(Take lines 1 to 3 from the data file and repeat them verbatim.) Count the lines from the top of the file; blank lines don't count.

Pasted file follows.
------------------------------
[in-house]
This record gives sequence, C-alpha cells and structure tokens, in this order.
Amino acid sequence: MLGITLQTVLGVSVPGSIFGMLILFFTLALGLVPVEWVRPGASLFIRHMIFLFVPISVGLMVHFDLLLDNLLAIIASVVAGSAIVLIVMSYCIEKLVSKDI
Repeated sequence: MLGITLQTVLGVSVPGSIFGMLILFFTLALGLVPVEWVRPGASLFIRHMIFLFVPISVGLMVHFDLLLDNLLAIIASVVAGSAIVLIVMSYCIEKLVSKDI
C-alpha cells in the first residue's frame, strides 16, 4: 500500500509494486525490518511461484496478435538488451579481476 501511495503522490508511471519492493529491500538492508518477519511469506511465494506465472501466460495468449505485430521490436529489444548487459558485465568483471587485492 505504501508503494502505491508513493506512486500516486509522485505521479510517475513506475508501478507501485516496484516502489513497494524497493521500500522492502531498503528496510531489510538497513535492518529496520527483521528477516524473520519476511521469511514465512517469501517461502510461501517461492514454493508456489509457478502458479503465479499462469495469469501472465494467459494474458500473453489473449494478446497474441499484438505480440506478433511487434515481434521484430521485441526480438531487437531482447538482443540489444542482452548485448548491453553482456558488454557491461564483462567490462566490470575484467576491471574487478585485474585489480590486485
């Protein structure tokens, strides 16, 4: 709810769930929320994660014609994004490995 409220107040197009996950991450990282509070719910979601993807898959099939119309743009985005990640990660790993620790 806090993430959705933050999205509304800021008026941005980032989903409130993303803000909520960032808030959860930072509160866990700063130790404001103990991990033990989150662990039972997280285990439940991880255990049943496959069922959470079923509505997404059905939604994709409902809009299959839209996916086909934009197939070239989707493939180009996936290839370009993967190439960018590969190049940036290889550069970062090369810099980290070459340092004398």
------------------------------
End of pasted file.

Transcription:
[in-house]
This record gives sequence, C-alpha cells and structure tokens, in this order.
Amino acid sequence: MLGITLQTVLGVSVPGSIFGMLILFFTLALGLVPVEWVRPGASLFIRHMIFLFVPISVGLMVHFDLLLDNLLAIIASVVAGSAIVLIVMSYCIEKLVSKDI